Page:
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Why do we ask for advice? On one level, we do so for practical reasons: we recognize that we have problems and need answers. Even more fundamentally, we want to be seen and affirmed. There is also a performative aspect at play that comes with inviting a stranger inside our psyche. All of these elements are on display in a dramatization of the “Dear Sugar” advice column, as Tiny Beautiful Things gets its local premiere at the Arden Theatre Company.
If the words “advice column” conjure images of Ann Landers and letter-writers complaining about obnoxious mothers-in-law, think again. The counsel-seekers who query Dear Sugar—which began its life on the online alternative publication The Rumpus, and was helmed by the novelist and memoirist Cheryl Strayed—have much heavier subjects in their purview. They contemplate suicide and how to move forward in the wake of devastating loss. They question whether they should mend fences with parents who rejected their gender identity. They grapple with miscarriages, eating disorders, and affairs of the emotional and physical variety.
Across eighty intermission-less minutes, the audience watches Sugar/Cheryl (Emilie Krause) consider these questions, which are delivered by a shape-shifting ensemble that includes Akeem Davis, Joilet Harris, and Bailey Roper. Co-conceivers Nia Vardalos, Thomas Kail, and Marshall Heyman lift language verbatim from published letters and from Strayed’s responses, which occasionally accounts for sharp tonal dissonance. Humor gives way to pathos—and, sometimes, to bathos—before circling back again.
There is little about Tiny Beautiful Things that is inherently dramatic. It poses a problem, and renders an answer. Rinse, repeat. I hesitate to even call it a play. Watching Maura Krause’s fluidly staged production, I often thought of the term “choreopoem” that Ntozake Shange coined for her dance/theater hybrid for colored girls who have considered suicide / when the rainbow is enuf. The action is non-narrative and nonlinear, and the results are occasionally static.
They can also be surprisingly moving. This is largely a testament to the performers. Davis cuts through sentiment as a father who lost his son to a drunk driver, and who struggles to exist in a world that no longer includes his child. Harris, a wonderful comic performer, tamps down her naturally outsize personality in several quietly affecting moments. Roper, an actor previously unknown to me, feels like a real discovery—I look forward to seeing them in future roles. Together, the three actors keep the engine of the production chugging along, especially when the script devolves into the territory of sound-bite therapy.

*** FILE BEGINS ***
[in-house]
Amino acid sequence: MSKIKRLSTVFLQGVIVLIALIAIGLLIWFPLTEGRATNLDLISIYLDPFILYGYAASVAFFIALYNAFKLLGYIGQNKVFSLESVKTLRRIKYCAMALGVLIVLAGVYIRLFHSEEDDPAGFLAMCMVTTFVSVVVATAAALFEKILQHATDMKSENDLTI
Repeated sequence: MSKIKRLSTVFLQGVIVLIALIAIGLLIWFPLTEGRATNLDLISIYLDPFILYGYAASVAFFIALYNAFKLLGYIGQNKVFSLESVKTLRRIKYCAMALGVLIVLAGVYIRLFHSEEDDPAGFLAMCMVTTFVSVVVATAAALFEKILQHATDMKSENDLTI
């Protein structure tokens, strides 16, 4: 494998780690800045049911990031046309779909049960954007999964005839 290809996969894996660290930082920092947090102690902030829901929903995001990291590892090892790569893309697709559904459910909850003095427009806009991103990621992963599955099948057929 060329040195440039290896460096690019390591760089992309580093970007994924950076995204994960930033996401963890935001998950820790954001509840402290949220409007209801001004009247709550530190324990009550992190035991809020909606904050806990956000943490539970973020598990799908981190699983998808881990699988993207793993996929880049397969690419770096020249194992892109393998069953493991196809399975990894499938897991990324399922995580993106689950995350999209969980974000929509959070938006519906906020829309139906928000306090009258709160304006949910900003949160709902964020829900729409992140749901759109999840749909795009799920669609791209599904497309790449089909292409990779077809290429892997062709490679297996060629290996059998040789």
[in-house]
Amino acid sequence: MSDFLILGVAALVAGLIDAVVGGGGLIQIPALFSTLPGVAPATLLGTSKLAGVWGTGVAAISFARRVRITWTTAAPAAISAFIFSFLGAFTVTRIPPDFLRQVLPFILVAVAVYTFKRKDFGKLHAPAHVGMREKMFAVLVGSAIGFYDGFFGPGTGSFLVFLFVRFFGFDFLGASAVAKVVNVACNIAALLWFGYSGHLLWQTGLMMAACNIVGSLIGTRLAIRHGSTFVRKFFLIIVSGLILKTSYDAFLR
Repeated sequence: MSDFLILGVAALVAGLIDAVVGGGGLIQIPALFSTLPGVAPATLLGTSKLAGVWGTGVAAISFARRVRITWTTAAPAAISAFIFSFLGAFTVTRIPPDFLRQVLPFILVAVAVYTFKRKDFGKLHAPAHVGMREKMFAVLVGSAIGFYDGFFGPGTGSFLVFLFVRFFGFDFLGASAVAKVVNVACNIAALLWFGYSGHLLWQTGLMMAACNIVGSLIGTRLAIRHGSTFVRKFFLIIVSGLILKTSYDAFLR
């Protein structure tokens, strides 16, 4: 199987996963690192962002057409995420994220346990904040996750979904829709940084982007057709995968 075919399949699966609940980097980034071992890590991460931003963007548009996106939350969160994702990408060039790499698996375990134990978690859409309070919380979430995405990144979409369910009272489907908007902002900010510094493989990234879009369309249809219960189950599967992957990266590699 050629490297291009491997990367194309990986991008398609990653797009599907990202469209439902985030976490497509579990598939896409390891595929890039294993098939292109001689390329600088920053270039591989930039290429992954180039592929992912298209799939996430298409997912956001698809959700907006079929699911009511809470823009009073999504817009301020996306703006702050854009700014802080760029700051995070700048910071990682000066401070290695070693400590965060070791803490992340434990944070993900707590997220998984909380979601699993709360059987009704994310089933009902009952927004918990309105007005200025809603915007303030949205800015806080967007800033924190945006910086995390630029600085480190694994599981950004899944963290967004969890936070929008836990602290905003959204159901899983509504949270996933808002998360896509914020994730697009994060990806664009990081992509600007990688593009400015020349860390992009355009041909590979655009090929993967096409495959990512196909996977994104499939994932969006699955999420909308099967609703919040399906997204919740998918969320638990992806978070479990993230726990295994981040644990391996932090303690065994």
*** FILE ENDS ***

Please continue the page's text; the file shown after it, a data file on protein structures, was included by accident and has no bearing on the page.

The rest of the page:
The pitfalls of self-help
To be sure, some of Sugar’s advice lands on the glib side of self-help. When she tells the trans correspondent to reconcile with his unaccepting parents for himself and not for them, she feeds into the American forgiveness fetishization that undercuts the legitimate trauma experienced by wronged parties. Some of Strayed’s responses seem geared toward helping her clear her own emotional roadblocks, rather than being germane to the advice seeker.
The authors intend for us to see how Strayed becomes Sugar, growing more and more comfortable facing tough issues head-on. This doesn’t always come through in Emilie Krause’s somewhat monochromatic and disaffected performance. At her best, she communicates the idea that Sugar is not some magic oracle who holds the key to fixing every one of life’s disturbances. But I also wonder what a more charismatic performer might have done with the role.
“The ordinary miraculous”
I also wonder how the material might come across in a more traditionally realized production. Christopher Haig supplies a visually striking set, with a ruched papier-mâché background and a sea of falling leaves, which Mike Inwood lights with extreme speculativeness. Lucas Campbell furnishes a gently ambient score. Taken together, the visual elements produce an almost hypnotic effect. Yet an aesthetic more firmly grounded in reality might complement the sense of human tragedy and resilience that Tiny Beautiful Things seeks to convey.
After all, Sugar speaks with reverence of “the ordinary miraculous.” I am sure many audience members will find it herein. My advice? See it, and decide for yourself.
What, When, Where
Tiny Beautiful Things. Conceived by Marshall Heyman, Thomas Kail, and Nia Vardalos. Directed by Maura Krause. Through December 8, 2019, at the Arden Theatre Company, 40 N. 2nd Street, Philadelphia. (215) 922-1122 or ardentheatre.org.
The Arden Theatre Company is an ADA-compliant venue. There will be audio-described and open-captioned performances of Tiny Beautiful Things on Friday, November 15 at 8pm and Saturday, November 16 at 2pm.
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